Now, as stated, it’s less action heavy than Supremacy and Ultimatum, as there is a new plot as well as new characters to establish, but aside from a somewhat sluggish first act (they should’ve gotten Cross out of Alaska faster than they did), I feel that this was a good thing. The action in the Paul Greengrass helmed sequels was so non-stop it became numbing. Here, however, when a gunfight, or a fist fight, or a chase does occur, they are all the more potent and pack a real wallop. I could almost literally feel the punches and the kicks and the bones snapping.
With his work in films like The Hurt Locker and Mission: Impossible- Ghost Protocol, leading man Renner has shown he can handle both the dramatic and physical aspects of a character with an adeptness that looks effortless, and he pulls that off again. What impressed me is that his Aaron Cross is not just a Jason Bourne clone, but very much his own character. Cross is a man who is all too aware of his past, who overall believed in what he was doing, but who started to have qualms about it. When he expressed doubt over a mission, Byer assured him that they’re there to do the things that others would consider morally reprehensible, but deep down knew needed to be done.
It’s left to our imaginations as to what these morally reprehensible things were, but given Cross’s abilities in a deadly situation, and the unmistakable look of a guilty conscious that Renner gives him, it’s not too difficult to surmise what those things may have been. Renner brings a real humanity to this living weapon that is Aaron Cross, making him an utterly fascinating and empathetic “action hero.”
I wish I could say the same for Weisz’s character. While Weisz is fine in the role, and she does have chemistry with Renner, her character is basically “The Girl,” as in a sniveling, weak little damsel-in-distress who shivers and cries whenever trouble arises . . . … but she is an improvement over the blank-faced Julia Stiles, I’ll give her that much.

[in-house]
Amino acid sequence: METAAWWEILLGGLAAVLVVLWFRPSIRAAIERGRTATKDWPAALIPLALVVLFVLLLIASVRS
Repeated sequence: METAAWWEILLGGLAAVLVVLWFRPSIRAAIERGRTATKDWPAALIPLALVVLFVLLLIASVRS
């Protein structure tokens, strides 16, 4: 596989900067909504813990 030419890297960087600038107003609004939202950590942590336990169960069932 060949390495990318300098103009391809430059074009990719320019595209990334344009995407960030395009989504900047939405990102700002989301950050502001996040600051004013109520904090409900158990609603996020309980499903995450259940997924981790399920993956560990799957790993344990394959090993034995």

Norton, as the bureaucratic bad guy, is his usual solid self, though I didn’t find him entirely believable as the “control room” villain, especially following in the slimy footsteps of Chris Cooper, Brian Cox, and David Strathairn (who pops up a few times in this film). Albert Finney and Joan Allen, also veterans of the franchise, are both actually billed on the poster for The Bourne Legacy, but both only appear fleetingly.
As for other negatives I could whine about, there is this one character, another “genetically engineered” character, who is introduced very late in the story, and seemed like a kind of T-1000 super-villain who would’ve fit in better in one of the more fantastical 007 adventures than in a Bourne film. Also, at two hours and ten minutes, the movie most certainly could’ve been tightened. Perhaps what I disliked most, or what I just found odd, was the rather abruptness of the ending. It doesn’t end so much as it just kind of stops.
But, I can forgive it that, as up until that point, The Bourne Legacy is a highly energized adrenaline shot of an action movie that’s way smarter than the average popcorn flick. The ending may be abrupt, but it is obviously leading into the next film, which I must confess I am quite interested in seeing. The Bourne franchise has won me back over with this one, and I am definitely curious to see, and I know for certain this will occur sooner or later, what happens when Cross and Bourne finally come face to face.